This action was commenced by Warren Matthews, executor of the estate of Avanelle Morris Matthews, who asked the court to determine the rights and duties created by the 1941 agreement and to order the Morris Sons Company to perform its duty by purchasing the required stock for its fair market value.
The case was referred to a magistrate, who found that the ten shares owned by Avanelle Matthews were worth $334,797 at the time of her death, and recommended an order requiring the corporation to purchase the ten shares from her estate for that sum.
The Morris Sons Company filed objections to the magistrate's decision. The trial court modified the magistrate's decision, and ordered:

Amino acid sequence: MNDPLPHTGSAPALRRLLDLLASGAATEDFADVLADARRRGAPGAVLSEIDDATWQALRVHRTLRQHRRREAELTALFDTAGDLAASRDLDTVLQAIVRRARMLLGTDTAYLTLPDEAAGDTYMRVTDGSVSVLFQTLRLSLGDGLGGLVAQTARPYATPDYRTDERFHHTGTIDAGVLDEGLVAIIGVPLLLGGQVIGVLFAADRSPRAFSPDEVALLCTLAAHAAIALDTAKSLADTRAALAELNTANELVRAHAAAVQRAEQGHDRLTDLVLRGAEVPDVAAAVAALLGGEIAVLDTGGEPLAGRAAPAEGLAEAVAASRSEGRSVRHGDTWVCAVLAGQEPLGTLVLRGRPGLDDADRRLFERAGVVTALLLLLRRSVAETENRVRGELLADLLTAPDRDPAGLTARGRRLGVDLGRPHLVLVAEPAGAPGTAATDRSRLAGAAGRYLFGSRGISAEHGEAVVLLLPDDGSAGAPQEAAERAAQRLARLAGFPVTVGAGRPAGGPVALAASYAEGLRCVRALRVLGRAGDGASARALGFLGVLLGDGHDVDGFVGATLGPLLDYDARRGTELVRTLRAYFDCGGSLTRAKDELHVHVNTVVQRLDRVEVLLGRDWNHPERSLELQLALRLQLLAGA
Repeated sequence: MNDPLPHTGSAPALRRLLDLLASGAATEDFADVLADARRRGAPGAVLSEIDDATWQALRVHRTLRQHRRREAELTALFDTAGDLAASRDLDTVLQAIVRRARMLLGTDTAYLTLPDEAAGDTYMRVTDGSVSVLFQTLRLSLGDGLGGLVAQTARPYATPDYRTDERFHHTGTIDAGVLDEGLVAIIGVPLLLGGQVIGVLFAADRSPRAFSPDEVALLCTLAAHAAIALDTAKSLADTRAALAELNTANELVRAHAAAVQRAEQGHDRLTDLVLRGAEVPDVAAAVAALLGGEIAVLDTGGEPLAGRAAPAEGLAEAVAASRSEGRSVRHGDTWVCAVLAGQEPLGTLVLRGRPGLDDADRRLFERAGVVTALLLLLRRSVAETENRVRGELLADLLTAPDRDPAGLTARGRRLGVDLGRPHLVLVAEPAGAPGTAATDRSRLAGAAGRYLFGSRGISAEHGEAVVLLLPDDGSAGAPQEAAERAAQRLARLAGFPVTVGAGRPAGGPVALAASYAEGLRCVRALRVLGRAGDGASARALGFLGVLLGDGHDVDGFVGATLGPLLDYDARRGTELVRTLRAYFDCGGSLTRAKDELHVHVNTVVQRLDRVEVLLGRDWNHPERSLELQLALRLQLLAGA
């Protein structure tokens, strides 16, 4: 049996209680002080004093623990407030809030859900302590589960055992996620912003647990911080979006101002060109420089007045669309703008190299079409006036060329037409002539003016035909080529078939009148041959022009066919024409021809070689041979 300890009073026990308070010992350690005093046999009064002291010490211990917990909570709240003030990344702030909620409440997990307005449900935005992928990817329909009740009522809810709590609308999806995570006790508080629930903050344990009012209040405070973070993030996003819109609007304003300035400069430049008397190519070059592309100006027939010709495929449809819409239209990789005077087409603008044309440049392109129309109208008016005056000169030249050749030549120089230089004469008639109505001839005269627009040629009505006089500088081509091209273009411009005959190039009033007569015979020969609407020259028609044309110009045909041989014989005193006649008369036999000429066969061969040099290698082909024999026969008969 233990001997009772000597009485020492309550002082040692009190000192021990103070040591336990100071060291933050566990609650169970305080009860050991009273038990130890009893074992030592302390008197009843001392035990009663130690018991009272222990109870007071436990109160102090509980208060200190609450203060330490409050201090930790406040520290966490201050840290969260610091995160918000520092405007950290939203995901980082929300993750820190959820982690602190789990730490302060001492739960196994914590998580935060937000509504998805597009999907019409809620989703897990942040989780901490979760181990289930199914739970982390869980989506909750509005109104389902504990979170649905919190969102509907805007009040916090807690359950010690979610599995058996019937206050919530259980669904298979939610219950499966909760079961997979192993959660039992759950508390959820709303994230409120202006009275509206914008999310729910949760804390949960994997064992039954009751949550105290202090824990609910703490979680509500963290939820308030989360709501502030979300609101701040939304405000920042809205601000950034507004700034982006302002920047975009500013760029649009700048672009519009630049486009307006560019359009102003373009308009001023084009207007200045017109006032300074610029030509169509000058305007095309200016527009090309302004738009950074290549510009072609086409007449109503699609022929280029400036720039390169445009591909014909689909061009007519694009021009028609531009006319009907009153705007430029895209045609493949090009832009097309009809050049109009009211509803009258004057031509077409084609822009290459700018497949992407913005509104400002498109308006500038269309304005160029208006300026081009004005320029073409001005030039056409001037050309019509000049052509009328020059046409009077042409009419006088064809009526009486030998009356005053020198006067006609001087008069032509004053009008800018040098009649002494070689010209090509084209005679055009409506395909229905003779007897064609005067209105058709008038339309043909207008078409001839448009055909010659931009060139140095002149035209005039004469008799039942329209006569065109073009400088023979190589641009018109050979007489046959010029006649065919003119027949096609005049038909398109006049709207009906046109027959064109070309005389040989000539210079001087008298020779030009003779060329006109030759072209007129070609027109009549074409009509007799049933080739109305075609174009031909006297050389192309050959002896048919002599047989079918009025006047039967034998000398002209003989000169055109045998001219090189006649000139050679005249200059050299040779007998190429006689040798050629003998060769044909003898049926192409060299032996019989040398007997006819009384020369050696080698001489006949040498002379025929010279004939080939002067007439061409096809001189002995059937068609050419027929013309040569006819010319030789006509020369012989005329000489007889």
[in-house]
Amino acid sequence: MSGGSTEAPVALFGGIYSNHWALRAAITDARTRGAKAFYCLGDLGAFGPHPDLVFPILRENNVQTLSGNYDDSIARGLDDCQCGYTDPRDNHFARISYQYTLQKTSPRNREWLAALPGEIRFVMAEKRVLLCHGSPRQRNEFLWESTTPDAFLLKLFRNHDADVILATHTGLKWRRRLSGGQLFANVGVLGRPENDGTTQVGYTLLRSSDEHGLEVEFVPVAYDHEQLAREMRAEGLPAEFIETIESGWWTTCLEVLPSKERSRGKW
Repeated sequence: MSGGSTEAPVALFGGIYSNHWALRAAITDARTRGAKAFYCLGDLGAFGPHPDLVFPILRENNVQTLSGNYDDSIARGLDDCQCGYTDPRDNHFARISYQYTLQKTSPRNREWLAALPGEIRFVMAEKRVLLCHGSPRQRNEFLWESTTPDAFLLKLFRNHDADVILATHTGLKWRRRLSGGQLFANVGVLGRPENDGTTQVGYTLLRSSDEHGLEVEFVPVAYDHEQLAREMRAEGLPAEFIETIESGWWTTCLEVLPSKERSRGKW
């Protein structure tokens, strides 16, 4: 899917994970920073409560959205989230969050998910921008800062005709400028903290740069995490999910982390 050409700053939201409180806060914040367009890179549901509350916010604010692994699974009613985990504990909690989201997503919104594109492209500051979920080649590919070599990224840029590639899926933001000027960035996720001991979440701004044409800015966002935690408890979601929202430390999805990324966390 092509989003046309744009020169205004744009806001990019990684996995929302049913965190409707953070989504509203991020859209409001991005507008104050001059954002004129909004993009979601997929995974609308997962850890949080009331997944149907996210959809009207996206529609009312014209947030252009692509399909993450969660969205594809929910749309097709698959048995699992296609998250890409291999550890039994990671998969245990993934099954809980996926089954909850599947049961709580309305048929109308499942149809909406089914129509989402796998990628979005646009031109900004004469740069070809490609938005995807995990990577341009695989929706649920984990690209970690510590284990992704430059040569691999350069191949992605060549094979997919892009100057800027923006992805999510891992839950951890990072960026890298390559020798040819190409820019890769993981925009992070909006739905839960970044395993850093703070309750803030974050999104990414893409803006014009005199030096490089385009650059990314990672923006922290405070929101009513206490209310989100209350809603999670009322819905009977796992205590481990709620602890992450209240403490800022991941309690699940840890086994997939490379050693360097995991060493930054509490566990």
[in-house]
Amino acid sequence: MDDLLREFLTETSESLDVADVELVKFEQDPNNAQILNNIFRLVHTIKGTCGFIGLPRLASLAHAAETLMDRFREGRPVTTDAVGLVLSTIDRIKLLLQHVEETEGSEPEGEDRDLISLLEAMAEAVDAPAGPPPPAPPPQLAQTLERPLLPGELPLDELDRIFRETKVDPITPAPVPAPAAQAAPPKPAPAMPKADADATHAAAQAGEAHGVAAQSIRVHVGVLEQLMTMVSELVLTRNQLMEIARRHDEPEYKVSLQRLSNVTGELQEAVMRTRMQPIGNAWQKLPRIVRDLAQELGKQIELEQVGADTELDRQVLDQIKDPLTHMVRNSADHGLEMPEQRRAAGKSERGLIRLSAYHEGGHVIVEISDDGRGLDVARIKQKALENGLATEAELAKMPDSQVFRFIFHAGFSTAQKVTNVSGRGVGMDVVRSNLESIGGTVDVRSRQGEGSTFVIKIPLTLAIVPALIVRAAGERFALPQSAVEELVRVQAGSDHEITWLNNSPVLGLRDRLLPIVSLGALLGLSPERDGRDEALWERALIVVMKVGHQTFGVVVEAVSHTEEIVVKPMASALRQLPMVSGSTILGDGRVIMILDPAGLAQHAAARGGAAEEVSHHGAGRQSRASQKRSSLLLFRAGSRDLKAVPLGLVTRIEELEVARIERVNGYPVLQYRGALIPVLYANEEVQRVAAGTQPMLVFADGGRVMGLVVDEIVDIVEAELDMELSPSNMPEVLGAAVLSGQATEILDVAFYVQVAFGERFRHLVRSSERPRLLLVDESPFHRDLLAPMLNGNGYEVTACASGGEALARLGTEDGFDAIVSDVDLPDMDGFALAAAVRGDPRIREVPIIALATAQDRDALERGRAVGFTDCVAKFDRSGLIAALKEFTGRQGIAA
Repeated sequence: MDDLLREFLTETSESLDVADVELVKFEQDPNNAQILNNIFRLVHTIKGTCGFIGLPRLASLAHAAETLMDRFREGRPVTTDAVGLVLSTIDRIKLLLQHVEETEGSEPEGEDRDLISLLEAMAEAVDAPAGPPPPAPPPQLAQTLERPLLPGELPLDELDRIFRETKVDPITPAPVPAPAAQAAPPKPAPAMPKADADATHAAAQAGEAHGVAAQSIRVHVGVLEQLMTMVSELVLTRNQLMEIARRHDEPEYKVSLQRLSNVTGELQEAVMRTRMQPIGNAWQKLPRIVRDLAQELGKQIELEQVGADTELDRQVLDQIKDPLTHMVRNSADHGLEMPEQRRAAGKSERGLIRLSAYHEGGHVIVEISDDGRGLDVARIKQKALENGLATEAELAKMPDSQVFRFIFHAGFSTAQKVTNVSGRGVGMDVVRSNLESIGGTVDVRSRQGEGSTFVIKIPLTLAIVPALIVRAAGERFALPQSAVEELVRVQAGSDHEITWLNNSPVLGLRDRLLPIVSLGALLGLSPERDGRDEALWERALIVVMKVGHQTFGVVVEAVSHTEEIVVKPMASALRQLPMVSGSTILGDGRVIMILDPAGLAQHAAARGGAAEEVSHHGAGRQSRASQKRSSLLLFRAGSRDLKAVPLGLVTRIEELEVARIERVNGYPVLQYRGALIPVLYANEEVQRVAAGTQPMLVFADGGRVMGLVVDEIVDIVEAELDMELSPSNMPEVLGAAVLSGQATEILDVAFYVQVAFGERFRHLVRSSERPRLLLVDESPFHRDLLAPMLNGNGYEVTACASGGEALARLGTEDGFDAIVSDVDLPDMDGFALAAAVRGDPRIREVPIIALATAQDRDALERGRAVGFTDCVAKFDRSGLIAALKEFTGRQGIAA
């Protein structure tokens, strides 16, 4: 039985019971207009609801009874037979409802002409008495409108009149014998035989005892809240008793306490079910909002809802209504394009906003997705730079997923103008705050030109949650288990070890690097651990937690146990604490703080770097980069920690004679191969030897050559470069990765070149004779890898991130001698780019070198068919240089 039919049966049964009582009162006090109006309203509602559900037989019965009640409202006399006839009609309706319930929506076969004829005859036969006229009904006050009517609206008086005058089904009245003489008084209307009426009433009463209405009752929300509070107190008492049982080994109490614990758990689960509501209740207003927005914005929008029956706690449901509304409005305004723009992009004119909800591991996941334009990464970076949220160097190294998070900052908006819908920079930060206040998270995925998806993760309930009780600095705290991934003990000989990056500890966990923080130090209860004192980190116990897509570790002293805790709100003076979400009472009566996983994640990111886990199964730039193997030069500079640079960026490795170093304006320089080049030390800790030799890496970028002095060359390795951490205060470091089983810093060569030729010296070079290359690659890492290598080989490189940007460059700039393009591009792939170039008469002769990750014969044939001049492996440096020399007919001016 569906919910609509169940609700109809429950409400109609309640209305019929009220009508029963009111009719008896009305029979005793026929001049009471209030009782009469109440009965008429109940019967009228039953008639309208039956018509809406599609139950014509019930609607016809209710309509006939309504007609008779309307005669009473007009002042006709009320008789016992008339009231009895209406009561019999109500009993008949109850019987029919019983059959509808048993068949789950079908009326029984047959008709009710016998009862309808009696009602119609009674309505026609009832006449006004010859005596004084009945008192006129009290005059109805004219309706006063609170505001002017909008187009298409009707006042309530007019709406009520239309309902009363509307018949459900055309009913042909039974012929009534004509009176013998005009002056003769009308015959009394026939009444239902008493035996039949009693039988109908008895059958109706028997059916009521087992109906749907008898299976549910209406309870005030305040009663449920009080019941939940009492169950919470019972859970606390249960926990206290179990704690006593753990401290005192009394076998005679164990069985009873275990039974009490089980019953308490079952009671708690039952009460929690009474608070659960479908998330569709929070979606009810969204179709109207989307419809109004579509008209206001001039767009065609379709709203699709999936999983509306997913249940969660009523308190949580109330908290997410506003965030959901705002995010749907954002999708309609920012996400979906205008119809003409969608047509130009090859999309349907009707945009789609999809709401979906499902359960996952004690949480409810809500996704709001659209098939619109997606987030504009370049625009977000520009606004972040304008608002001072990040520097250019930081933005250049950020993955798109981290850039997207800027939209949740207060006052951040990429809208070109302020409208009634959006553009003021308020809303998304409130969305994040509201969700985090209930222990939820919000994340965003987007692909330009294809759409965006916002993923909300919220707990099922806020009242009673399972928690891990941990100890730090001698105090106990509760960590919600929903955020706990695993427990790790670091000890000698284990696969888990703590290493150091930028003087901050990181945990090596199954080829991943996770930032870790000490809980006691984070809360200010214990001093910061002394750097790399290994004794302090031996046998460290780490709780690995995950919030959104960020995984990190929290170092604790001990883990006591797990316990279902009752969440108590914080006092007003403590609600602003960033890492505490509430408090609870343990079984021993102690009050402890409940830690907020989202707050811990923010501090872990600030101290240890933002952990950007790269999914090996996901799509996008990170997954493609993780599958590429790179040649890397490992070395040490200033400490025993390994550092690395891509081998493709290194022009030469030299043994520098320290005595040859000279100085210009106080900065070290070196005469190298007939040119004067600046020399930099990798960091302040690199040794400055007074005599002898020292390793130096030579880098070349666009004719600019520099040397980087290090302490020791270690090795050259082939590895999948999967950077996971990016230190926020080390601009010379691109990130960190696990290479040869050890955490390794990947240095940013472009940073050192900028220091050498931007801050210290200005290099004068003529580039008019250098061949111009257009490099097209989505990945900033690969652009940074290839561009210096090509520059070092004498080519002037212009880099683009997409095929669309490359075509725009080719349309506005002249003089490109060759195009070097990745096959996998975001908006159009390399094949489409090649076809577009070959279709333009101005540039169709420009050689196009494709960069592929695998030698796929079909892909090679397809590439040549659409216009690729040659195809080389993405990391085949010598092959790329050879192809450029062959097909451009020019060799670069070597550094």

“The 1941 buy/sell agreement clearly specified that Decedent Matthews was to transfer the certificates of stock representing her interest in the company to Defendant, be it 81/313 shares or ten (10) shares. The agreement also clearly specified that in return for the transfer of the stock, it would give Decedent Matthews' children a total sum equal to one-sixth the value of the capital stock. Accordingly, Plaintiff is ordered to transfer Decedent's ten (10) shares of stock to Defendant Morris Sons Company. Defendant Morris Sons is ordered to pay one hundred seventy six thousand six hundred ninety two dollars and twenty five cents ($176,692.25), or one-sixth of the value of the capital stock, in exchange for the shares.”